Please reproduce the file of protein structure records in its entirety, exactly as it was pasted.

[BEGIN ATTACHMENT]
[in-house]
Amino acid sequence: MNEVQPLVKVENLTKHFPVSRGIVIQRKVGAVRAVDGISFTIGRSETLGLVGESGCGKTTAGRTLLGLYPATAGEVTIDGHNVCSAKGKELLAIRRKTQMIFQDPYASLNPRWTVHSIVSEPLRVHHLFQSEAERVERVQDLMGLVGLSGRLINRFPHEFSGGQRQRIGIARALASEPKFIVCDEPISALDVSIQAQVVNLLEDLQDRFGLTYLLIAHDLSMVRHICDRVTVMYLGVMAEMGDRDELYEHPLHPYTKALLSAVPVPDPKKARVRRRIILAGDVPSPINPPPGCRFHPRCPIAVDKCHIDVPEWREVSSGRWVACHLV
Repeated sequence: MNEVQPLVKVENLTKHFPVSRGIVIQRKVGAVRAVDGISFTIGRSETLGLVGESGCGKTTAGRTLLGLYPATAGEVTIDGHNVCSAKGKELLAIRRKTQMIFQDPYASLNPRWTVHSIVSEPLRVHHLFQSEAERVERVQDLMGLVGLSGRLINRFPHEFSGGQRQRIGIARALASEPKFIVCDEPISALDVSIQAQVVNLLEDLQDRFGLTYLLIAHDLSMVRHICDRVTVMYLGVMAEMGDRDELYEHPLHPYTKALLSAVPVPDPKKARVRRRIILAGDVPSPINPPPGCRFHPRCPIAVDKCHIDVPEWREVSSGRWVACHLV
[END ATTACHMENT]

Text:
[in-house]
Amino acid sequence: MNEVQPLVKVENLTKHFPVSRGIVIQRKVGAVRAVDGISFTIGRSETLGLVGESGCGKTTAGRTLLGLYPATAGEVTIDGHNVCSAKGKELLAIRRKTQMIFQDPYASLNPRWTVHSIVSEPLRVHHLFQSEAERVERVQDLMGLVGLSGRLINRFPHEFSGGQRQRIGIARALASEPKFIVCDEPISALDVSIQAQVVNLLEDLQDRFGLTYLLIAHDLSMVRHICDRVTVMYLGVMAEMGDRDELYEHPLHPYTKALLSAVPVPDPKKARVRRRIILAGDVPSPINPPPGCRFHPRCPIAVDKCHIDVPEWREVSSGRWVACHLV
Repeated sequence: MNEVQPLVKVENLTKHFPVSRGIVIQRKVGAVRAVDGISFTIGRSETLGLVGESGCGKTTAGRTLLGLYPATAGEVTIDGHNVCSAKGKELLAIRRKTQMIFQDPYASLNPRWTVHSIVSEPLRVHHLFQSEAERVERVQDLMGLVGLSGRLINRFPHEFSGGQRQRIGIARALASEPKFIVCDEPISALDVSIQAQVVNLLEDLQDRFGLTYLLIAHDLSMVRHICDRVTVMYLGVMAEMGDRDELYEHPLHPYTKALLSAVPVPDPKKARVRRRIILAGDVPSPINPPPGCRFHPRCPIAVDKCHIDVPEWREVSSGRWVACHLV